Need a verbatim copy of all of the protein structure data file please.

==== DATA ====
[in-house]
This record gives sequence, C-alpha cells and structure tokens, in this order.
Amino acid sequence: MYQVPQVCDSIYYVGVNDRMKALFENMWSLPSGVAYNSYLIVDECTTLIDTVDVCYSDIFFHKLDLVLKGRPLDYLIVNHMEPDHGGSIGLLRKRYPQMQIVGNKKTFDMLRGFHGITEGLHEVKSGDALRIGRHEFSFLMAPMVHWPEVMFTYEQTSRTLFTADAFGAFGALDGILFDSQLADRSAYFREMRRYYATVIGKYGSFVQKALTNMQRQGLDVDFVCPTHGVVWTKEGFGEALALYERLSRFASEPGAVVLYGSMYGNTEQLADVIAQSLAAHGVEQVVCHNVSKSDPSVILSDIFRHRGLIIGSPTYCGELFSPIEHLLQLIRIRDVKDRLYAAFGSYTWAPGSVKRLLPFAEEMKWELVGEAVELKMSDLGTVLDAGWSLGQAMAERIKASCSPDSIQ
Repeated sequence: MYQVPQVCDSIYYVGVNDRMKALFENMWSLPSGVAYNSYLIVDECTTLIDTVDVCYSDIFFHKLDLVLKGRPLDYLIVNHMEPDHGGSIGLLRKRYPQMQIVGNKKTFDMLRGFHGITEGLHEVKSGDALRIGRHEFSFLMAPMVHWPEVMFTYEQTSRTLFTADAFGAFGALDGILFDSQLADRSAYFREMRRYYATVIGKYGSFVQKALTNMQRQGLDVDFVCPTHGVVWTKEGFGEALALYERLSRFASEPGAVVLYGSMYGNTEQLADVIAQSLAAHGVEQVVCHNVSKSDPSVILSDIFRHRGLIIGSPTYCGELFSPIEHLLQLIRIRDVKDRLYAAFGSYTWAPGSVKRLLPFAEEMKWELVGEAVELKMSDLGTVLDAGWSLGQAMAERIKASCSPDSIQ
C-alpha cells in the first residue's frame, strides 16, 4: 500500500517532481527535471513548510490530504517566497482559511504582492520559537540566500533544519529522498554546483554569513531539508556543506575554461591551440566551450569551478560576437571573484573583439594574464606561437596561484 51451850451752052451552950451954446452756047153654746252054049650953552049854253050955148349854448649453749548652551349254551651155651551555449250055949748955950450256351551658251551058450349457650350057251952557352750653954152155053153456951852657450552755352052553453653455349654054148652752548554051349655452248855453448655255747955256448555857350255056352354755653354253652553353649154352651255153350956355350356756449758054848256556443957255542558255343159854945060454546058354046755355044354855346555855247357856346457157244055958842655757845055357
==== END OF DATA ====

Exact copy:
[in-house]
This record gives sequence, C-alpha cells and structure tokens, in this order.
Amino acid sequence: MYQVPQVCDSIYYVGVNDRMKALFENMWSLPSGVAYNSYLIVDECTTLIDTVDVCYSDIFFHKLDLVLKGRPLDYLIVNHMEPDHGGSIGLLRKRYPQMQIVGNKKTFDMLRGFHGITEGLHEVKSGDALRIGRHEFSFLMAPMVHWPEVMFTYEQTSRTLFTADAFGAFGALDGILFDSQLADRSAYFREMRRYYATVIGKYGSFVQKALTNMQRQGLDVDFVCPTHGVVWTKEGFGEALALYERLSRFASEPGAVVLYGSMYGNTEQLADVIAQSLAAHGVEQVVCHNVSKSDPSVILSDIFRHRGLIIGSPTYCGELFSPIEHLLQLIRIRDVKDRLYAAFGSYTWAPGSVKRLLPFAEEMKWELVGEAVELKMSDLGTVLDAGWSLGQAMAERIKASCSPDSIQ
Repeated sequence: MYQVPQVCDSIYYVGVNDRMKALFENMWSLPSGVAYNSYLIVDECTTLIDTVDVCYSDIFFHKLDLVLKGRPLDYLIVNHMEPDHGGSIGLLRKRYPQMQIVGNKKTFDMLRGFHGITEGLHEVKSGDALRIGRHEFSFLMAPMVHWPEVMFTYEQTSRTLFTADAFGAFGALDGILFDSQLADRSAYFREMRRYYATVIGKYGSFVQKALTNMQRQGLDVDFVCPTHGVVWTKEGFGEALALYERLSRFASEPGAVVLYGSMYGNTEQLADVIAQSLAAHGVEQVVCHNVSKSDPSVILSDIFRHRGLIIGSPTYCGELFSPIEHLLQLIRIRDVKDRLYAAFGSYTWAPGSVKRLLPFAEEMKWELVGEAVELKMSDLGTVLDAGWSLGQAMAERIKASCSPDSIQ
C-alpha cells in the first residue's frame, strides 16, 4: 500500500517532481527535471513548510490530504517566497482559511504582492520559537540566500533544519529522498554546483554569513531539508556543506575554461591551440566551450569551478560576437571573484573583439594574464606561437596561484 51451850451752052451552950451954446452756047153654746252054049650953552049854253050955148349854448649453749548652551349254551651155651551555449250055949748955950450256351551658251551058450349457650350057251952557352750653954152155053153456951852657450552755352052553453653455349654054148652752548554051349655452248855453448655255747955256448555857350255056352354755653354253652553353649154352651255153350956355350356756449758054848256556443957255542558255343159854945060454546058354046755355044354855346555855247357856346457157244055958842655757845055357